December marks the beginning of summer in South Africa and also the start of the busiest local holiday season. Hot weather and more than 12 hours of sunshine a day make this period perfect for the annual holidays. Just like the Great Migration on the plains of the Serengeti many inland city dwellers leave their homes and head for one of the country’s beautiful coastlines to relax and get away from the hustle and bustle of the cities.

Text by Paul Hunter and Roland Mauz

As one of the migrants we packed our bags and headed for the KwaZulu Natal south coast, otherwise known as the Hibiscus Coast, which consists of about 75km of Indian Ocean coastline dotted with many popular holiday towns, blue flag beaches, nature reserves, hiking trails and fishing spots. It is also home to one of the top-rated shark dive sites in the world; Protea Banks.

Boat launch from Shelley Beach by African Dive Adventures
Boat launch from Shelley Beach by African Dive Adventures

Protea Banks lies 7.5km out to sea from the Shelley Beach launch site. The reef is about 6km long and 800m wide and lies at a depth of between 27m to 40m and is essentially a fossilized  sandbank.  These waters have been frequented by sharks and fisherman for generations because they are very rich tuna grounds.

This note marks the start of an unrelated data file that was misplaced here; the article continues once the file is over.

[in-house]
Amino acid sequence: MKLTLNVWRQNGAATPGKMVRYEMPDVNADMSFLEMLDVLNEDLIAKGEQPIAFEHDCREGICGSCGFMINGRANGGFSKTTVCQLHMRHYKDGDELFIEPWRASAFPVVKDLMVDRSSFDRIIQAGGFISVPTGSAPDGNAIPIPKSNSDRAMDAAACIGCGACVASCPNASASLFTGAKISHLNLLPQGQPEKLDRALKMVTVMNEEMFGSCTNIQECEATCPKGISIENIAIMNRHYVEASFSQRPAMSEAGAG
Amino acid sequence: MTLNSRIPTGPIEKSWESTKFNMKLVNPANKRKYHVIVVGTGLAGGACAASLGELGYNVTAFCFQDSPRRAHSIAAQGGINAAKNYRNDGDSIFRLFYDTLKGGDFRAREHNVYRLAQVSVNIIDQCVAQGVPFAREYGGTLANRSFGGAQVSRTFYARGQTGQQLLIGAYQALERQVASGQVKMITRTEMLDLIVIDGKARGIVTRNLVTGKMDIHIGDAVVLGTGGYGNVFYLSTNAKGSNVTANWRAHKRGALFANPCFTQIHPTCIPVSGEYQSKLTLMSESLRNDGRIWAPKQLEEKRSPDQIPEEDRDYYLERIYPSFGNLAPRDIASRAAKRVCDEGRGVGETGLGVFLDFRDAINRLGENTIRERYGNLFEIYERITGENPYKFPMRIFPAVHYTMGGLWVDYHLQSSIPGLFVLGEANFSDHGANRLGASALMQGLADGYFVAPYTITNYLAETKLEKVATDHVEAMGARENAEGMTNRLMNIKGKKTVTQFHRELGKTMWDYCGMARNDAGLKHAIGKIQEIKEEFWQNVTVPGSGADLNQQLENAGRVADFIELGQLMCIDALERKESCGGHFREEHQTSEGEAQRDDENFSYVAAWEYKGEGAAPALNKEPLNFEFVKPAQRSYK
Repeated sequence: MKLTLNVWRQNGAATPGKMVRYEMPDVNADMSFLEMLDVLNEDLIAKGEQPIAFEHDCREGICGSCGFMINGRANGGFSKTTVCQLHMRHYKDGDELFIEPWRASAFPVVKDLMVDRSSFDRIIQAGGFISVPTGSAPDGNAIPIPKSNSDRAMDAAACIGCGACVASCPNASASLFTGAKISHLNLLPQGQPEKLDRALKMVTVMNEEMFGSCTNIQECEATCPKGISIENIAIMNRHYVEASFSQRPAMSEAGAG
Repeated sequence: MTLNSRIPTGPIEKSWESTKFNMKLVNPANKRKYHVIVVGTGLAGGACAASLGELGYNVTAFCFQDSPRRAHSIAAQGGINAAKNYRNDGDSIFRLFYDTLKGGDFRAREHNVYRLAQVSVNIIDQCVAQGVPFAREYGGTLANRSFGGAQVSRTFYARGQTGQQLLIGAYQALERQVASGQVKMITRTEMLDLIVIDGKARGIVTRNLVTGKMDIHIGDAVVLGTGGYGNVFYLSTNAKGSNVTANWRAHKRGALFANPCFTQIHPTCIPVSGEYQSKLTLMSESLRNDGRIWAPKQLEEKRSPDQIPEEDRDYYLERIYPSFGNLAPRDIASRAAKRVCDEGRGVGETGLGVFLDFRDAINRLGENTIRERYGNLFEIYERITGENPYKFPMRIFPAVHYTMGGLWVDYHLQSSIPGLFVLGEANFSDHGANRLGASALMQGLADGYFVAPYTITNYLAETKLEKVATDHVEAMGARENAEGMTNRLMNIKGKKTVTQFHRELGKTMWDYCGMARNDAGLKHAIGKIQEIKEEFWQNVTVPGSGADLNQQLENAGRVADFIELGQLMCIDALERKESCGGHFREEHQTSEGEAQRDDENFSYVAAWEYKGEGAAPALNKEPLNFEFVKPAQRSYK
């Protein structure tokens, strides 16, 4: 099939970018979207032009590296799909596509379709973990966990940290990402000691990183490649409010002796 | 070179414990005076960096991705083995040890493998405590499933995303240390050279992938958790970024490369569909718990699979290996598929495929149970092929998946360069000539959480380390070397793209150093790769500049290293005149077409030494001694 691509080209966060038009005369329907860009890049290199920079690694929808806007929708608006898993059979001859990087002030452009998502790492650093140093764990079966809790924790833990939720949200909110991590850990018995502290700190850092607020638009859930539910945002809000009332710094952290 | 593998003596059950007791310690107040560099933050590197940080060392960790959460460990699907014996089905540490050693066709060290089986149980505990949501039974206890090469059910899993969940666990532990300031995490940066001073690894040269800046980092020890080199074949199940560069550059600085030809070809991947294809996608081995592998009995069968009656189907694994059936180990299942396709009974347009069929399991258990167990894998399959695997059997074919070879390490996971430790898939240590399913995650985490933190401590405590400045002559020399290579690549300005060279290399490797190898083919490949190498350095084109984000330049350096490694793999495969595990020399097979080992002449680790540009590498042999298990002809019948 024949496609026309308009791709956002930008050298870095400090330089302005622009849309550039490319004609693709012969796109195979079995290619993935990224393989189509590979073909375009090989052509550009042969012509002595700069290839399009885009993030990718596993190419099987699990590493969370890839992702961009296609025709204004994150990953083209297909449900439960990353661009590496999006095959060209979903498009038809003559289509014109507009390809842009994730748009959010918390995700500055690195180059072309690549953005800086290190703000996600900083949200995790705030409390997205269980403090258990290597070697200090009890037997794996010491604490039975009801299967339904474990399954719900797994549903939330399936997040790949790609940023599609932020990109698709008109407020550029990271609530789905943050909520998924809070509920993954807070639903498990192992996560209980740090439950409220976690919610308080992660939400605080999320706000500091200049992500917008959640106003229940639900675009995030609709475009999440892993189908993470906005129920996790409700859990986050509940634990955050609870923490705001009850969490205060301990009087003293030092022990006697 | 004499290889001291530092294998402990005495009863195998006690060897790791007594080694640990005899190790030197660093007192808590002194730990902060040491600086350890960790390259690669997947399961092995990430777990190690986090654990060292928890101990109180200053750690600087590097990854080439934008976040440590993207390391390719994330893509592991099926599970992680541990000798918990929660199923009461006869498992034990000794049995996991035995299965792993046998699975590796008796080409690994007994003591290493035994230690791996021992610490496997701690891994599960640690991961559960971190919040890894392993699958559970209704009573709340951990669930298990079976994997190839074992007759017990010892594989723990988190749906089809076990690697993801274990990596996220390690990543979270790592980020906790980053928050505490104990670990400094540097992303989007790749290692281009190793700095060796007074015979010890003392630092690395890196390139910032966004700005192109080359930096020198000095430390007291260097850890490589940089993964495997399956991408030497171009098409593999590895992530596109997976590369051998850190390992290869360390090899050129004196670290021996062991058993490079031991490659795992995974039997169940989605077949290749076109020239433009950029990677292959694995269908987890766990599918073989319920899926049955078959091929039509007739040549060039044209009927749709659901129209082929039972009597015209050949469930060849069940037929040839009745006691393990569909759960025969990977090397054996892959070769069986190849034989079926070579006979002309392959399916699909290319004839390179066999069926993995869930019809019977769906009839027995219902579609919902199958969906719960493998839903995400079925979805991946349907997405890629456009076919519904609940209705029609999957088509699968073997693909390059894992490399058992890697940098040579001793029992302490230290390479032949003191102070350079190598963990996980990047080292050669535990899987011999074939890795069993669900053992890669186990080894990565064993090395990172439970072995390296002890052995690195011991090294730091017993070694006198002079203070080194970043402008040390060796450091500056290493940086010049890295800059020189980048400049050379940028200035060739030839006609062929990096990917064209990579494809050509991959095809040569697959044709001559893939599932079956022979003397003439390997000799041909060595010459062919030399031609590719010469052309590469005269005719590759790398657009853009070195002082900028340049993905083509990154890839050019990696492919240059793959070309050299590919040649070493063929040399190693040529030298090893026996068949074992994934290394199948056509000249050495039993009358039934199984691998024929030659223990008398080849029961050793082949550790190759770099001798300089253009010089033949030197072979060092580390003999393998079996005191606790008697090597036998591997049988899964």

However scuba diving on Protea only began in the early 1990s. The early pioneers did not know what to expect and would enter the water armed with bang sticks and spear guns. They were considered insane by the local community for diving in these shark-infested waters. Yet those that dared were treated to the dive of their lives with sharks from the moment they entered the water. This was the start of shark diving on Protea Banks and which is now enjoyed by divers from all over the world.

We decided to dive with African Dive Adventures as they have been diving Protea Banks since 1994. They have a slightly different approach with regard to a dive center and setup making use of an open-air-office in the Shelley Beach Small Craft harbor area. Upon arrival we were warmly greeted and given indemnity forms to complete. Once we had completed setting up our kit we were given a very thorough briefing. At this point I need to stress that this is an advanced diving site. It is recommended that you have at least 50 dives under the belt and are a competent diver.

The reasons for this is that the dives are deep, exposed to strong currents and the visibility is not always great. The other thing I really like is that they take a mature approach to diving. Everyone that dives here should be experienced and thus responsible for themselves.

Kit up area
Kit up area

Kit up area
Kit up area

Our first dive was to Southern pinnacle. We were rather fortunate that the launch was fairly easy and the sea flat, so got to the   dive site in no time at all. Upon rolling back into the water and descending quickly to 28m we became aware of the strong current running southwards. Unfortunately the water was cloudy and visibility down to about 12m. Initially the current was very strong but reduced towards the end of the dive. As we drifted we scanned in all directions for any sign of shark.

Aerial View of Ski Boat Base Shelly Beach